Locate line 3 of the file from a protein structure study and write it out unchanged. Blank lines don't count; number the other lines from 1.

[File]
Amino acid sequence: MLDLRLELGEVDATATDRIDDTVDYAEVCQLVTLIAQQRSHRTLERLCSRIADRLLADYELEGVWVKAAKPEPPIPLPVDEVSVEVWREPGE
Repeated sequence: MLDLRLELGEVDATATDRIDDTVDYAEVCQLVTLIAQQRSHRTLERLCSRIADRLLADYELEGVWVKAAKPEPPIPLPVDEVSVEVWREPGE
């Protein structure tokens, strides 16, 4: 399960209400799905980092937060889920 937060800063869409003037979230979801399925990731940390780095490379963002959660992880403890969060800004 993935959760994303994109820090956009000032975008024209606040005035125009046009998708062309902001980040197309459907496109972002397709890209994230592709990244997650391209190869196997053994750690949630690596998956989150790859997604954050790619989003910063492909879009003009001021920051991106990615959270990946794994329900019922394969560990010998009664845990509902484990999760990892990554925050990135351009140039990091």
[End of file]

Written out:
């Protein structure tokens, strides 16, 4: 399960209400799905980092937060889920 937060800063869409003037979230979801399925990731940390780095490379963002959660992880403890969060800004 993935959760994303994109820090956009000032975008024209606040005035125009046009998708062309902001980040197309459907496109972002397709890209994230592709990244997650391209190869196997053994750690949630690596998956989150790859997604954050790619989003910063492909879009003009001021920051991106990615959270990946794994329900019922394969560990010998009664845990509902484990999760990892990554925050990135351009140039990091």